Monaural

Lucky me

When you’re told, age nine, how lucky you are, you accept it.

When you question your “luck”, age 50, you feel ungrateful.

When you see an Ear, Nose and Throat consultant for a nosebleed, age 59, and he says he’ll investigate your unilateral hearing loss, you are shocked.

This is the first time in 45 years that a medic has shown any interest.

All that remains in my medical records – all that remains of the hearing tests, appointments with specialists, trips to hospital that took me out of school – is a letter signing me off.

We can’t help. Don’t call us, we’ll call you.

Well I wasn’t lucky.

Overnight I lost all hearing in my left ear. It never came back. My life has been adversely affected by monaural hearing. I’m not lucky.

Every day, every minute, I mitigate for my loss of hearing. Let me show you.

You go out with friends for a meal. It’s a rectangular table with ten chairs, five on each side. Where do you sit?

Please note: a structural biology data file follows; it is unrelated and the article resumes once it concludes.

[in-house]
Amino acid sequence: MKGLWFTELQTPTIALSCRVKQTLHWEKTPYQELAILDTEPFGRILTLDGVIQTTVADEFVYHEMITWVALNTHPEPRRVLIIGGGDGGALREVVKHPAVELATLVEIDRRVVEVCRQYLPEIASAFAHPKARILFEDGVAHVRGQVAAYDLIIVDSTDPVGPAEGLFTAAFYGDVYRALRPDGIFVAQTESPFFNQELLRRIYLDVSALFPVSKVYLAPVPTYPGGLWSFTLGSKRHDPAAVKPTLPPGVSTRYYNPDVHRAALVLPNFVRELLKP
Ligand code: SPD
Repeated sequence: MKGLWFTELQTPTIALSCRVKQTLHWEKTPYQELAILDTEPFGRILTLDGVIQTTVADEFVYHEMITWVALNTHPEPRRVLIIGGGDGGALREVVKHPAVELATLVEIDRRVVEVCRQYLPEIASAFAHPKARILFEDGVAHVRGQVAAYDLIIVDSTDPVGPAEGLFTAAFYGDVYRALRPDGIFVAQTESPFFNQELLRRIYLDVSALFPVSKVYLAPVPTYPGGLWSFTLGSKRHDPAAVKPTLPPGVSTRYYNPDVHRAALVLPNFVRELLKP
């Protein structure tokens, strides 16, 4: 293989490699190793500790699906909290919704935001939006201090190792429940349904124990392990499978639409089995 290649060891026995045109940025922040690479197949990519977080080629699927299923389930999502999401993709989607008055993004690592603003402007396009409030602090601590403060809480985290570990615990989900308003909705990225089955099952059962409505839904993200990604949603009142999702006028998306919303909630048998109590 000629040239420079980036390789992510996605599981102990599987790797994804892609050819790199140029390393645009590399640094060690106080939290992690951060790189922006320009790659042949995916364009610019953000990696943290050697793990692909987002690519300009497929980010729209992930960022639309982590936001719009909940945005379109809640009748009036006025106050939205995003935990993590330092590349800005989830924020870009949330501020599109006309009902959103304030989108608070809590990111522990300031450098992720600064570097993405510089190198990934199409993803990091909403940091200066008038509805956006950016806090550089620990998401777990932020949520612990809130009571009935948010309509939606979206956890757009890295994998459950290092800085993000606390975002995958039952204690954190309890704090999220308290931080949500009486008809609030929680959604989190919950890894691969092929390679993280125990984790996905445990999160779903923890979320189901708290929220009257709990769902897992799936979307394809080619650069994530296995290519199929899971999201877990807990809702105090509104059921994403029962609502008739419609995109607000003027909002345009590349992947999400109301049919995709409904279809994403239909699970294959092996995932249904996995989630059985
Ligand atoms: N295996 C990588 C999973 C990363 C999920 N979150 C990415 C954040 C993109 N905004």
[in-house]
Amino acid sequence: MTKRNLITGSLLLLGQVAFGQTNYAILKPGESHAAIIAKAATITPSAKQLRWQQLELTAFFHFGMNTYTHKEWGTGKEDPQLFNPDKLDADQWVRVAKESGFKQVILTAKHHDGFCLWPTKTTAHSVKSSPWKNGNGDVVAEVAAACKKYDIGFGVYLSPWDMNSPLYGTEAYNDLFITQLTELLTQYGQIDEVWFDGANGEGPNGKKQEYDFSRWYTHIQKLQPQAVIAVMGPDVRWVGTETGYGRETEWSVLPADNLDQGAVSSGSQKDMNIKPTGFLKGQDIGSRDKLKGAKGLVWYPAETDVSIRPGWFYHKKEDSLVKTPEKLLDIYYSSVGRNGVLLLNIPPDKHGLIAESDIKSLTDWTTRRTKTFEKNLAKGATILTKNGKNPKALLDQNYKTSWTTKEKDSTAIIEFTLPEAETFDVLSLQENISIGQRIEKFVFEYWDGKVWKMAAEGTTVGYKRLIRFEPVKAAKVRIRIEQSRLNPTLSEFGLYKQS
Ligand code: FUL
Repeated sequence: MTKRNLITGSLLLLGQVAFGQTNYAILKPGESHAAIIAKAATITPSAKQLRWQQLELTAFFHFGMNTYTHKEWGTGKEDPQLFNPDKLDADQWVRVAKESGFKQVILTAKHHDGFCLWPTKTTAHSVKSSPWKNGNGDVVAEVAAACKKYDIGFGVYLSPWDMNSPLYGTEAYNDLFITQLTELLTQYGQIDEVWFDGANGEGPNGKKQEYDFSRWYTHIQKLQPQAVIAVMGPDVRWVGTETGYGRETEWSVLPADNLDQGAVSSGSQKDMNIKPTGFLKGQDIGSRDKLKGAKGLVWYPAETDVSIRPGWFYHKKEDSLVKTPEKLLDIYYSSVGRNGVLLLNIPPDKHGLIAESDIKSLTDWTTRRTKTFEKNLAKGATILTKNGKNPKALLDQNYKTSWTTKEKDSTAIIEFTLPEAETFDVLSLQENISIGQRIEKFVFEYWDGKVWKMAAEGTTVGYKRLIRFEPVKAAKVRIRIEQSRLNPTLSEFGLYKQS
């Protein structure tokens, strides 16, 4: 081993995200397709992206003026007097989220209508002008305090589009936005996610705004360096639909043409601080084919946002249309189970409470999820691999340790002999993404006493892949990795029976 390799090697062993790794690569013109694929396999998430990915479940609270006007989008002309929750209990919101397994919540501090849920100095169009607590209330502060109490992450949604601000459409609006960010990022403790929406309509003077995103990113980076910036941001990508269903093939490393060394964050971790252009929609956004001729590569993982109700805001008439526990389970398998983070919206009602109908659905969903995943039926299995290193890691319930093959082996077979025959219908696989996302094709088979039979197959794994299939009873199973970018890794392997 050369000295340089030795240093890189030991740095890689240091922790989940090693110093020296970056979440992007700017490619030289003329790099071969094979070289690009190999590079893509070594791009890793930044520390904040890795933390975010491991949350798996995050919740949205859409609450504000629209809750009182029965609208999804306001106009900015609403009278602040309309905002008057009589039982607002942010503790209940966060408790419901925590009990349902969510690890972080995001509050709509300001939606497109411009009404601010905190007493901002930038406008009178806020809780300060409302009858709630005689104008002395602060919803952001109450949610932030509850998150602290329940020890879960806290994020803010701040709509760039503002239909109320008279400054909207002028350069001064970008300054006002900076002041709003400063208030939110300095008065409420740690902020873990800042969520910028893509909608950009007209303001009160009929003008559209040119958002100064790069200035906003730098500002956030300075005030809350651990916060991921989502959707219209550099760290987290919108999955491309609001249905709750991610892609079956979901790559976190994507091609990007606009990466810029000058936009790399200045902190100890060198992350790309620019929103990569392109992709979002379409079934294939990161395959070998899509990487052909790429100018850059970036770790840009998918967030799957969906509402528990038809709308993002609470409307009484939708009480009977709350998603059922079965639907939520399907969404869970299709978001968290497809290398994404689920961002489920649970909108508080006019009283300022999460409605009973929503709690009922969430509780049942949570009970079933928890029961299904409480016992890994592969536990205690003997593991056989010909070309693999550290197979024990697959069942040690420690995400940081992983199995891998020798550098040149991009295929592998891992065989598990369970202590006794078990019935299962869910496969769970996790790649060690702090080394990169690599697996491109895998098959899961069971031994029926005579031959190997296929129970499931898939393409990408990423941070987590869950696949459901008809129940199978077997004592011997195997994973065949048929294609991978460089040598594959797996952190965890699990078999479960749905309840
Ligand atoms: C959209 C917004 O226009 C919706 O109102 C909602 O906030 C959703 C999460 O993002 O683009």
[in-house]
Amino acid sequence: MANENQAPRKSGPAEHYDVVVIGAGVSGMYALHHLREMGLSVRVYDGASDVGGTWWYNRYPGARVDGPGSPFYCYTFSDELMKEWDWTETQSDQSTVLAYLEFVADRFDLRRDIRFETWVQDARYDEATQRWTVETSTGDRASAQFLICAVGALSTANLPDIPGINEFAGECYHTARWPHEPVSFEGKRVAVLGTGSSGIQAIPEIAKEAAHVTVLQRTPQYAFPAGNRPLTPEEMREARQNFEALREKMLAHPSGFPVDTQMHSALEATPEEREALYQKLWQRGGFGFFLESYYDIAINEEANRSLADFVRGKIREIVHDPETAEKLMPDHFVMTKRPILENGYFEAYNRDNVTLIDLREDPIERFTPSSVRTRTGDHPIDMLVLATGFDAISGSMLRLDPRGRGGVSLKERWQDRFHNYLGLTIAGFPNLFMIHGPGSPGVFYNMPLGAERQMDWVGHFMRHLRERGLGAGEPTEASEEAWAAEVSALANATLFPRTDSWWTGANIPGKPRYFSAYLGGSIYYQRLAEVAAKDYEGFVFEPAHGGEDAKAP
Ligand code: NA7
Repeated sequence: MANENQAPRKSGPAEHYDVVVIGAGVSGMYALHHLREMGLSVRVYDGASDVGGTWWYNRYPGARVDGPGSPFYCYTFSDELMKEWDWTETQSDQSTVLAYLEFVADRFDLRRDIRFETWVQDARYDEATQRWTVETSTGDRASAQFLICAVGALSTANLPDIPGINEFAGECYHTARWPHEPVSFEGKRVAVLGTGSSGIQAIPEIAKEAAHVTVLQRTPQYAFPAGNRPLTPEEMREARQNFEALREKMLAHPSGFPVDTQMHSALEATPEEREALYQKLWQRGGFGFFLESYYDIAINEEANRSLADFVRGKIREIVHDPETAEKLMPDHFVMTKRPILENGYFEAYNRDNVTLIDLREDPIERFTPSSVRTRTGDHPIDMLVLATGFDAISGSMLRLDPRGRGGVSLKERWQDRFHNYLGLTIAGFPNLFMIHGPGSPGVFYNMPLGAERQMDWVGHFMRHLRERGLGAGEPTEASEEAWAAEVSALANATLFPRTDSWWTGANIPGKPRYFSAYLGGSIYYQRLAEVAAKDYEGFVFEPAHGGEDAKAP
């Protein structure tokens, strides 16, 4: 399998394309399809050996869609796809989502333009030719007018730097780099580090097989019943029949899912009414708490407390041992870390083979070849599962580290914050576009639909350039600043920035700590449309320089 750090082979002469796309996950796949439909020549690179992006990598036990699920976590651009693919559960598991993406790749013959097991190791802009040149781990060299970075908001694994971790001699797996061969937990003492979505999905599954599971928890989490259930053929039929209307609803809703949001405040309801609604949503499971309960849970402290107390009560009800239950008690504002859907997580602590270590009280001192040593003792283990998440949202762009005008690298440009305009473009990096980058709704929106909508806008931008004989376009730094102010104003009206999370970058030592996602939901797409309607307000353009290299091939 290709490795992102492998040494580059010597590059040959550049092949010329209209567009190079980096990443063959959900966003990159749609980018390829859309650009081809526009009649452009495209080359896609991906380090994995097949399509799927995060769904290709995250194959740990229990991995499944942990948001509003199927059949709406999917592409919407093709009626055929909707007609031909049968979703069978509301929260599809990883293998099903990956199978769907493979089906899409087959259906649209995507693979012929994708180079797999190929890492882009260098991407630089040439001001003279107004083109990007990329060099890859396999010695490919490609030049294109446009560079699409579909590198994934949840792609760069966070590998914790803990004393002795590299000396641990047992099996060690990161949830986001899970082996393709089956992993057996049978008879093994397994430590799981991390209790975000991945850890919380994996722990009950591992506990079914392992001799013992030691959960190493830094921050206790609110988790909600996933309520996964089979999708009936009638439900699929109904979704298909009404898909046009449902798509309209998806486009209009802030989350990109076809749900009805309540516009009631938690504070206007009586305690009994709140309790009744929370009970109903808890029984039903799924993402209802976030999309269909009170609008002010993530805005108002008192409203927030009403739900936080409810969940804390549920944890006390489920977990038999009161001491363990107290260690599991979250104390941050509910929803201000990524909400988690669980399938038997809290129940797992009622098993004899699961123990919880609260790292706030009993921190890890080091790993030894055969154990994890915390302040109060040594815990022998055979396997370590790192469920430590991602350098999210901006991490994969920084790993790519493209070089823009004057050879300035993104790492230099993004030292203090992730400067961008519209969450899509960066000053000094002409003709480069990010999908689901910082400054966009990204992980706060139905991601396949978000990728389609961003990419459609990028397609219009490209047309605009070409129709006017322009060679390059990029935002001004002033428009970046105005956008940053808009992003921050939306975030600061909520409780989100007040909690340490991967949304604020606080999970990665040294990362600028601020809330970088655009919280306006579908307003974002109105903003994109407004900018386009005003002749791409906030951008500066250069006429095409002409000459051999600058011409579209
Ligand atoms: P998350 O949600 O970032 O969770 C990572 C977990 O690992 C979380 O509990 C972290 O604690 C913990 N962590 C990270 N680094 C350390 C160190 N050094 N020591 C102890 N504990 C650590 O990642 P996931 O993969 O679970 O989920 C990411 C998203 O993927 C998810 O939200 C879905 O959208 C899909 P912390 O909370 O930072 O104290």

Beside your partner? Opposite your closest friend? Near someone you feel sorry for? Or simply the seat to which you’re directed? It’s your choice.

At that same table, there are only two chairs I can sit at.

I have never heard stereo.

My world is in mono.

You go to the cinema or theatre. You choose a good seat with the best view.

I choose the seat farthest to the left hand side of the room, whether or not I can see.

You’re outside, someone calls your name. You turn towards their voice and wave.

Wherever a person is shouting from, they’re at my right shoulder. The only way to find the voice is to turn on the spot, round in a circle, till I see them.

Don’t shout me. I’ve no idea where you are.

Stop, look, listen.